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< Back to Digestive Health
Overcoming Constipation

Overcoming Constipation

Constipation can be an embarrassing topic to discuss, but a necessary conversation to have when it comes to your overall health. Constipation is quite common, affecting almost 20% of people every year.[1],[2] Healthy bowel movements are essential to a healthy body but how do you know what’s healthy? Here are some things to keep in mind.

  • Stool Colour – Generally, stool should be walnut brown. Temporary colour changes can happen if you eat certain foods such as beets or dark green vegetables.
  • Consistency & length– Poop that is passed in one single piece or a few smaller pieces is considered to be a sign of a healthy bowel. Stool should have a consistency similar to toothpaste and the length of a banana.
  • Frequency – We should be having at least one good bowel movement per day.
  • Gas and odor – Gas is the natural by-product of digestion. However, lots of gas is not normal, nor should it be really stinky.
  • Sink or float– Normal healthy stool should leave the body easily, settle in the water and gently submerge. If there is not enough daily fibre in the diet, the stool will quickly sink to the bottom of the toilet. If the stool floats, the likely reason may be too much undigested fat.
  • Ease of pooping – Many people take a newspaper or their phone into the bathroom and spend time on the toilet. Healthy bowel movements should only take a few minutes. A healthy bowel movement should be painless and require minimal strain. You should also not need to push hard as this could lead to hemorrhoids.[3]

Factors that lead to constipation:

Unhealthy Eating Habits

A diet too low in fibre and water may contribute to constipation. Fibre increases stool bulk, accelerates colon transit time and water keeps the colon hydrated.[4] Canadian women need 25 grams of fibre per day and men need 38 grams. Most Canadians are only getting about half that much.[5] Coffee does not fix constipation – While caffeine can stimulate muscles that trigger a bowel movement, it is also dehydrating.[6]

Lack of Exercise

Exercise helps to move food through digestive tract more quickly. Aerobic exercise, such as brisk walking, accelerates your heart and breathing rates, and helps to stimulate the natural contractions of intestinal muscles.[7] For many people, regular exercise may improve constipation symptoms as well as overall health. 30 minutes of walking or physical activity five times a week is a great place to start.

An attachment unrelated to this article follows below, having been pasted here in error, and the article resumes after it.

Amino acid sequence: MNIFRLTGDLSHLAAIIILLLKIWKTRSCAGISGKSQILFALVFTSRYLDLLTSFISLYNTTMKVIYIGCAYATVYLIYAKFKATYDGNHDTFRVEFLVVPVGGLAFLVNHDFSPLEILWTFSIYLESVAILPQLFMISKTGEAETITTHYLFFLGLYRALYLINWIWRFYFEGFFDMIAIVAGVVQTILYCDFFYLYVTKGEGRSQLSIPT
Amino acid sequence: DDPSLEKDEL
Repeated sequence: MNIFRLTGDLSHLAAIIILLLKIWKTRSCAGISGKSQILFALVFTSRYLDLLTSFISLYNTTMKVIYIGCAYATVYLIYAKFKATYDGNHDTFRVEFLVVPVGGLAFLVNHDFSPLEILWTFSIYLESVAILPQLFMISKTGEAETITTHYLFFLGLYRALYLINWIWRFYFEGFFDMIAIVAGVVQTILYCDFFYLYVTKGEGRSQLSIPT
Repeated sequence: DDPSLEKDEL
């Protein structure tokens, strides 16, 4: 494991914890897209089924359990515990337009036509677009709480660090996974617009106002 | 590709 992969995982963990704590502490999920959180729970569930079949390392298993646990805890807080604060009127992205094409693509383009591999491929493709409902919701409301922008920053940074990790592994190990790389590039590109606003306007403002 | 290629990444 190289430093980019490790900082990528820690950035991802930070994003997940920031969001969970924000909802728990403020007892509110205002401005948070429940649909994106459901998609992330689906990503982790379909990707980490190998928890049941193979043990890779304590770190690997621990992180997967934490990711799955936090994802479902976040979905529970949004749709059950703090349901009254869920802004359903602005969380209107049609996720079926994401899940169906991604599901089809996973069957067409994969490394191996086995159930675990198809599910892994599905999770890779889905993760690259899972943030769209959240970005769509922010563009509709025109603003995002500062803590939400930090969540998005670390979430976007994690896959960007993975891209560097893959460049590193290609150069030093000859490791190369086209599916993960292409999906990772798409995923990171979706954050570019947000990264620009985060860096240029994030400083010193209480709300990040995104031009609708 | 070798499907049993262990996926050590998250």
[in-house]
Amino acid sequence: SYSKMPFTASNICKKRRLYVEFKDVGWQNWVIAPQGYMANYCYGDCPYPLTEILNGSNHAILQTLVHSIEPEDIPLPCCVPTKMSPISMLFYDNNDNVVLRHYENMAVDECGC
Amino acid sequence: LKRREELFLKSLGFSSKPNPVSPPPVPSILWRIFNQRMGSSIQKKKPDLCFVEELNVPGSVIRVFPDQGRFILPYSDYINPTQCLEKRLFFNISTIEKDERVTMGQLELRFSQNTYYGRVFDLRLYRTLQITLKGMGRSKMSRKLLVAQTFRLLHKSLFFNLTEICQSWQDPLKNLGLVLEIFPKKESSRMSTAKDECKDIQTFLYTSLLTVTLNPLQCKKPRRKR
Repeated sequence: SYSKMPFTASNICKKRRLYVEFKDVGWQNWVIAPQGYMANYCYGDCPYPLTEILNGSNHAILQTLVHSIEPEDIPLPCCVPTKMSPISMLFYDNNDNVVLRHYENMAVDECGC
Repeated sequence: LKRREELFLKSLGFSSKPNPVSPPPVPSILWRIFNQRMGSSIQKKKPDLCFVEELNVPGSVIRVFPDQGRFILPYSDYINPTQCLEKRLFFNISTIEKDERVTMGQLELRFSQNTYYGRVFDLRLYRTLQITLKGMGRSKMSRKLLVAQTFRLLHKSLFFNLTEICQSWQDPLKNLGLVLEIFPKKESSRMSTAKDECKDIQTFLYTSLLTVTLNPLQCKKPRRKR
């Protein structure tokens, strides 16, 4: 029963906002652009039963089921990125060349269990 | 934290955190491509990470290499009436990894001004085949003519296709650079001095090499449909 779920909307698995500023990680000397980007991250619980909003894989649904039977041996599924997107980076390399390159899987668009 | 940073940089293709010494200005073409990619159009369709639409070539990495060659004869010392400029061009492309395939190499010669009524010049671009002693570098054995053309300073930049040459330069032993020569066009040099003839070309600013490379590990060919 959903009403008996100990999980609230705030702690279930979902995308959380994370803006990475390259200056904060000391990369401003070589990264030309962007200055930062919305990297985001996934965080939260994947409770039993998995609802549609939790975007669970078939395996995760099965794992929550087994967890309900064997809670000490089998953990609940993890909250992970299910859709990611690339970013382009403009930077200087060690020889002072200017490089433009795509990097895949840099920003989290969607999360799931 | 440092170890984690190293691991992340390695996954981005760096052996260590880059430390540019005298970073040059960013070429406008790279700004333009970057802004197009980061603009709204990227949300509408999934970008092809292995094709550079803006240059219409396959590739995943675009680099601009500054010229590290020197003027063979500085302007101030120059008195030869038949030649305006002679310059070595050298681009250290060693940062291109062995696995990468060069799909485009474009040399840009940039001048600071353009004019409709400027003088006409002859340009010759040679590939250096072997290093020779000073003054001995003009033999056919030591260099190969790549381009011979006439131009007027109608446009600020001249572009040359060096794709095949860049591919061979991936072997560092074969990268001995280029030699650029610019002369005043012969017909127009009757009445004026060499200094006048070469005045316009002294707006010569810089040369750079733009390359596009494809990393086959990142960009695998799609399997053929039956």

Medication

Some medications may cause constipation. Talk to your healthcare practitioner and read medication warnings to determine if your medication might cause constipation.

Changes in Routine

When your normal daily activity is altered the bowel can become constipated (travel, sickness, etc). Try to maintain a regular lifestyle. Consistency with your eating and sleeping patterns can help regulate bowel function.

Not Enough Time

Sometimes, a slight urge to eliminate will be felt, but that urge is ignored as we are “too busy” to act upon it. Over time, this reduces the natural urge to eliminate, and the urges become less frequent. Make sure you set aside time to pass stools comfortably.

Proper Eliminative Positioning

The modern toilet does not position the body properly for elimination. The natural and anatomically correct position for elimination in humans is more of a ‘squatting’ position. Use a step stool or phonebook to position yourself properly while using the toilet. [8]

What can you do about it?

Here are a few tips that can help you avoid constipation.[9]

  • Include plenty of high-fibre foods in your diet, including beans and legumes, vegetables, fruits, whole grain cereals and bran.
  • Eat fewer processed and refined foods.
  • Drink plenty of filtered water and herbal teas.
  • Get active with regular exercise.
  • Try to manage stress.
  • Don’t ignore the urge to poop.
  • Try to create a regular schedule for bowel movements and don’t sit on the toilet for ages scrolling through your phone.